I can’t get enough of ginger’s healing properties, and my body agrees. If your fridge is overloaded with the spice like mine is, try whipping up these recipes featuring the magical root:
- Pear Sorbet with Ginger-Infused Maple Syrup
- Coconut Ginger Roasted Kale with Beets, Farro, and Goat Cheese
- Soba Noodle Salad with Ginger Soy Vinaigrette
I’m a sucker for vanilla almond milk, but the liquid possibilities that you can add to smoothies are endless. Pineapple juice, coconut water, soy milk… the list goes on and on.
What do you use to thin out your icy creations? Share your go-to’s in the comments below! And don’t forget to give this recipe a five-star rating if you loved it.
Photos by Fanny Slater, © Ask the Experts, LLC. ALL RIGHTS RESERVED. See our TOS for more details. Originally published by Shanna Mallon on March 14, 2015. Last updated: October 24, 2019 at 11:44 am.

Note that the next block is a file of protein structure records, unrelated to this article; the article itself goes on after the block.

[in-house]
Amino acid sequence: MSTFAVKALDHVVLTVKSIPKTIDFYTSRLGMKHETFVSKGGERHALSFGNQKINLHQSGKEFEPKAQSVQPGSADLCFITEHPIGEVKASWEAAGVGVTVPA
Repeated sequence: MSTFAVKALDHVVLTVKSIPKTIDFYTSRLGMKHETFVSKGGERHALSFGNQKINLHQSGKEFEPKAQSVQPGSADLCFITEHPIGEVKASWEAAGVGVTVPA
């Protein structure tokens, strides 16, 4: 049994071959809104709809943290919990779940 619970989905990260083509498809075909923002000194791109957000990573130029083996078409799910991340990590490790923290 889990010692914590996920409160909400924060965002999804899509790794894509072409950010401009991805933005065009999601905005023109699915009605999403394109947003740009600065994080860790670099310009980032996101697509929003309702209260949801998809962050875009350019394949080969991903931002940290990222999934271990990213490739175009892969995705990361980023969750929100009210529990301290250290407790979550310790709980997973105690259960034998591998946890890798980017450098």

Nutritional information derived from a database of known generic and branded foods and ingredients and was not compiled by a registered dietitian or submitted for lab testing. It should be viewed as an approximation.
About Fanny Slater
Fanny Slater is a home-taught food enthusiast based in Wilmington, North Carolina who won the “Rachael Ray Show” Great American Cookbook Competition in 2014, and published her cookbook “Orange, Lavender & Figs” in 2016. Fanny is a food and beverage writer, recipe developer, and social media influencer. She was a co-host on the Food Network series “Kitchen Sink,” was featured on Cooking Channel’s longtime popular series “The Best Thing I Ever Ate,” and continues to appear regularly on the “Rachael Ray Show.”